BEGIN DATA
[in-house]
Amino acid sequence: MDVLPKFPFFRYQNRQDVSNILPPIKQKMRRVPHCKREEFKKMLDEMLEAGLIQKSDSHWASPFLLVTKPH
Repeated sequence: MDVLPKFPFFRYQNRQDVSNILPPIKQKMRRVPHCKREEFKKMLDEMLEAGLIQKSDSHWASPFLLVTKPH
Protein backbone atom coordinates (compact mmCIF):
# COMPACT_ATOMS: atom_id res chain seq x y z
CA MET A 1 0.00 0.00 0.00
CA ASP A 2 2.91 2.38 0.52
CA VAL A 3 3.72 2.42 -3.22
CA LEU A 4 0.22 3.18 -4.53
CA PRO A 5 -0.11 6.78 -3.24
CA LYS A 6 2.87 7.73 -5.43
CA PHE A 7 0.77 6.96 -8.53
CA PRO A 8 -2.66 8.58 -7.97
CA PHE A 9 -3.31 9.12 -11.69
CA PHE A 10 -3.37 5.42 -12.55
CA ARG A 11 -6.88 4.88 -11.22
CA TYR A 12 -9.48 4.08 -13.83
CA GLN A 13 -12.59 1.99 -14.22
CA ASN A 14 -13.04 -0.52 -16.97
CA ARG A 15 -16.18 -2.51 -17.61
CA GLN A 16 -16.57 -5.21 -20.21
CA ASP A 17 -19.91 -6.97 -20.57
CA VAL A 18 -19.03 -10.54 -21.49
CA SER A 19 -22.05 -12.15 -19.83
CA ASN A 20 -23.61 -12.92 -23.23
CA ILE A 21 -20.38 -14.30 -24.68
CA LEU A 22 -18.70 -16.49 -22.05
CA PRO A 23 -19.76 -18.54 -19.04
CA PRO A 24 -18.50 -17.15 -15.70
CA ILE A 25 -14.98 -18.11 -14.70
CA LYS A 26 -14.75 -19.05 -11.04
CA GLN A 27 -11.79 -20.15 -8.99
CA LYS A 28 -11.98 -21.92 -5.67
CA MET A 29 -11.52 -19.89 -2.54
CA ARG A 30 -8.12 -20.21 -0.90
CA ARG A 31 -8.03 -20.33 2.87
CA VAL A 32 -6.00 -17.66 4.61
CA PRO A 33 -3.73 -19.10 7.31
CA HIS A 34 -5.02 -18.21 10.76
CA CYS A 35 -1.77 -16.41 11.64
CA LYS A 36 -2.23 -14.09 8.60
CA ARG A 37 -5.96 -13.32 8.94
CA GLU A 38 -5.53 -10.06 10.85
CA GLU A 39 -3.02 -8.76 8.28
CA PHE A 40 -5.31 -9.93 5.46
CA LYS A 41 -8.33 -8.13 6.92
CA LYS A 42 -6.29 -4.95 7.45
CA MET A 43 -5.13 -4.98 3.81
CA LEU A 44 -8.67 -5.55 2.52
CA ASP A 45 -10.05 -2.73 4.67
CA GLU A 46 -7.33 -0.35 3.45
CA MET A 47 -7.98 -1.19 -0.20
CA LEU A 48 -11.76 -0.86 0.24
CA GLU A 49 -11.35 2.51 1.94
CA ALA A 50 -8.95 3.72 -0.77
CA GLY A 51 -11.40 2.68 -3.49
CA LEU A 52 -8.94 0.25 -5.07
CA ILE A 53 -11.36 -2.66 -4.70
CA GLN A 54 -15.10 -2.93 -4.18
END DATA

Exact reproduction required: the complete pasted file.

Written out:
[in-house]
Amino acid sequence: MDVLPKFPFFRYQNRQDVSNILPPIKQKMRRVPHCKREEFKKMLDEMLEAGLIQKSDSHWASPFLLVTKPH
Repeated sequence: MDVLPKFPFFRYQNRQDVSNILPPIKQKMRRVPHCKREEFKKMLDEMLEAGLIQKSDSHWASPFLLVTKPH
Protein backbone atom coordinates (compact mmCIF):
# COMPACT_ATOMS: atom_id res chain seq x y z
CA MET A 1 0.00 0.00 0.00
CA ASP A 2 2.91 2.38 0.52
CA VAL A 3 3.72 2.42 -3.22
CA LEU A 4 0.22 3.18 -4.53
CA PRO A 5 -0.11 6.78 -3.24
CA LYS A 6 2.87 7.73 -5.43
CA PHE A 7 0.77 6.96 -8.53
CA PRO A 8 -2.66 8.58 -7.97
CA PHE A 9 -3.31 9.12 -11.69
CA PHE A 10 -3.37 5.42 -12.55
CA ARG A 11 -6.88 4.88 -11.22
CA TYR A 12 -9.48 4.08 -13.83
CA GLN A 13 -12.59 1.99 -14.22
CA ASN A 14 -13.04 -0.52 -16.97
CA ARG A 15 -16.18 -2.51 -17.61
CA GLN A 16 -16.57 -5.21 -20.21
CA ASP A 17 -19.91 -6.97 -20.57
CA VAL A 18 -19.03 -10.54 -21.49
CA SER A 19 -22.05 -12.15 -19.83
CA ASN A 20 -23.61 -12.92 -23.23
CA ILE A 21 -20.38 -14.30 -24.68
CA LEU A 22 -18.70 -16.49 -22.05
CA PRO A 23 -19.76 -18.54 -19.04
CA PRO A 24 -18.50 -17.15 -15.70
CA ILE A 25 -14.98 -18.11 -14.70
CA LYS A 26 -14.75 -19.05 -11.04
CA GLN A 27 -11.79 -20.15 -8.99
CA LYS A 28 -11.98 -21.92 -5.67
CA MET A 29 -11.52 -19.89 -2.54
CA ARG A 30 -8.12 -20.21 -0.90
CA ARG A 31 -8.03 -20.33 2.87
CA VAL A 32 -6.00 -17.66 4.61
CA PRO A 33 -3.73 -19.10 7.31
CA HIS A 34 -5.02 -18.21 10.76
CA CYS A 35 -1.77 -16.41 11.64
CA LYS A 36 -2.23 -14.09 8.60
CA ARG A 37 -5.96 -13.32 8.94
CA GLU A 38 -5.53 -10.06 10.85
CA GLU A 39 -3.02 -8.76 8.28
CA PHE A 40 -5.31 -9.93 5.46
CA LYS A 41 -8.33 -8.13 6.92
CA LYS A 42 -6.29 -4.95 7.45
CA MET A 43 -5.13 -4.98 3.81
CA LEU A 44 -8.67 -5.55 2.52
CA ASP A 45 -10.05 -2.73 4.67
CA GLU A 46 -7.33 -0.35 3.45
CA MET A 47 -7.98 -1.19 -0.20
CA LEU A 48 -11.76 -0.86 0.24
CA GLU A 49 -11.35 2.51 1.94
CA ALA A 50 -8.95 3.72 -0.77
CA GLY A 51 -11.40 2.68 -3.49
CA LEU A 52 -8.94 0.25 -5.07
CA ILE A 53 -11.36 -2.66 -4.70
CA GLN A 54 -15.10 -2.93 -4.18